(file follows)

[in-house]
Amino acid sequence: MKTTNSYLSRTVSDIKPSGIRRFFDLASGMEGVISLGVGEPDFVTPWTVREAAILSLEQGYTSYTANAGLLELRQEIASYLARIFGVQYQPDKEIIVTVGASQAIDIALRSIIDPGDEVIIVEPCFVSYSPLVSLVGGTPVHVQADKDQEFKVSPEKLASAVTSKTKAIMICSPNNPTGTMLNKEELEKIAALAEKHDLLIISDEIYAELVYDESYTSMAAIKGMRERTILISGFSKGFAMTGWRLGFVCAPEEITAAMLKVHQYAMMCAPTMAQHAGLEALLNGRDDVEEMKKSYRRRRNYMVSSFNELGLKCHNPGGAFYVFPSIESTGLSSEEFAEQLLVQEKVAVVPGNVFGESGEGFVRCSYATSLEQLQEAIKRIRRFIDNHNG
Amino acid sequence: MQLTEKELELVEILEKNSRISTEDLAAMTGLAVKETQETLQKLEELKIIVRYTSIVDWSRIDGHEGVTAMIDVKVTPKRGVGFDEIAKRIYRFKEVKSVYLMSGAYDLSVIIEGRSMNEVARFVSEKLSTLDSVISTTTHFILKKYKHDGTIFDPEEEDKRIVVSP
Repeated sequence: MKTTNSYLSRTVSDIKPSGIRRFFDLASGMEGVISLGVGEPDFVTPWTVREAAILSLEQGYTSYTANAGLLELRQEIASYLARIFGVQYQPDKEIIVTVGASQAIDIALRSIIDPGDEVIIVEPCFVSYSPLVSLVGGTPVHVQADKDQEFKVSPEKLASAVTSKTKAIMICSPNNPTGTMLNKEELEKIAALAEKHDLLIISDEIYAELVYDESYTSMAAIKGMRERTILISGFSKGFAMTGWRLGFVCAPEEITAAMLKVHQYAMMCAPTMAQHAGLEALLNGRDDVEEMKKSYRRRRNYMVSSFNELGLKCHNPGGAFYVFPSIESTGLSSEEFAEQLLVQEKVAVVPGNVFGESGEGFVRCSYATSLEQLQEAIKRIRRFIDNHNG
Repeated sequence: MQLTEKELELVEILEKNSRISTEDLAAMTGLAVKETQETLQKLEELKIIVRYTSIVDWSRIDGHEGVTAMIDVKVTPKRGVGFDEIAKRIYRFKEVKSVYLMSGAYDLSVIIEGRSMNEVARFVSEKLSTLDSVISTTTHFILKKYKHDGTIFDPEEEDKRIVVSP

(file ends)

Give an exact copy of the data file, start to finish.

[in-house]
Amino acid sequence: MKTTNSYLSRTVSDIKPSGIRRFFDLASGMEGVISLGVGEPDFVTPWTVREAAILSLEQGYTSYTANAGLLELRQEIASYLARIFGVQYQPDKEIIVTVGASQAIDIALRSIIDPGDEVIIVEPCFVSYSPLVSLVGGTPVHVQADKDQEFKVSPEKLASAVTSKTKAIMICSPNNPTGTMLNKEELEKIAALAEKHDLLIISDEIYAELVYDESYTSMAAIKGMRERTILISGFSKGFAMTGWRLGFVCAPEEITAAMLKVHQYAMMCAPTMAQHAGLEALLNGRDDVEEMKKSYRRRRNYMVSSFNELGLKCHNPGGAFYVFPSIESTGLSSEEFAEQLLVQEKVAVVPGNVFGESGEGFVRCSYATSLEQLQEAIKRIRRFIDNHNG
Amino acid sequence: MQLTEKELELVEILEKNSRISTEDLAAMTGLAVKETQETLQKLEELKIIVRYTSIVDWSRIDGHEGVTAMIDVKVTPKRGVGFDEIAKRIYRFKEVKSVYLMSGAYDLSVIIEGRSMNEVARFVSEKLSTLDSVISTTTHFILKKYKHDGTIFDPEEEDKRIVVSP
Repeated sequence: MKTTNSYLSRTVSDIKPSGIRRFFDLASGMEGVISLGVGEPDFVTPWTVREAAILSLEQGYTSYTANAGLLELRQEIASYLARIFGVQYQPDKEIIVTVGASQAIDIALRSIIDPGDEVIIVEPCFVSYSPLVSLVGGTPVHVQADKDQEFKVSPEKLASAVTSKTKAIMICSPNNPTGTMLNKEELEKIAALAEKHDLLIISDEIYAELVYDESYTSMAAIKGMRERTILISGFSKGFAMTGWRLGFVCAPEEITAAMLKVHQYAMMCAPTMAQHAGLEALLNGRDDVEEMKKSYRRRRNYMVSSFNELGLKCHNPGGAFYVFPSIESTGLSSEEFAEQLLVQEKVAVVPGNVFGESGEGFVRCSYATSLEQLQEAIKRIRRFIDNHNG
Repeated sequence: MQLTEKELELVEILEKNSRISTEDLAAMTGLAVKETQETLQKLEELKIIVRYTSIVDWSRIDGHEGVTAMIDVKVTPKRGVGFDEIAKRIYRFKEVKSVYLMSGAYDLSVIIEGRSMNEVARFVSEKLSTLDSVISTTTHFILKKYKHDGTIFDPEEEDKRIVVSP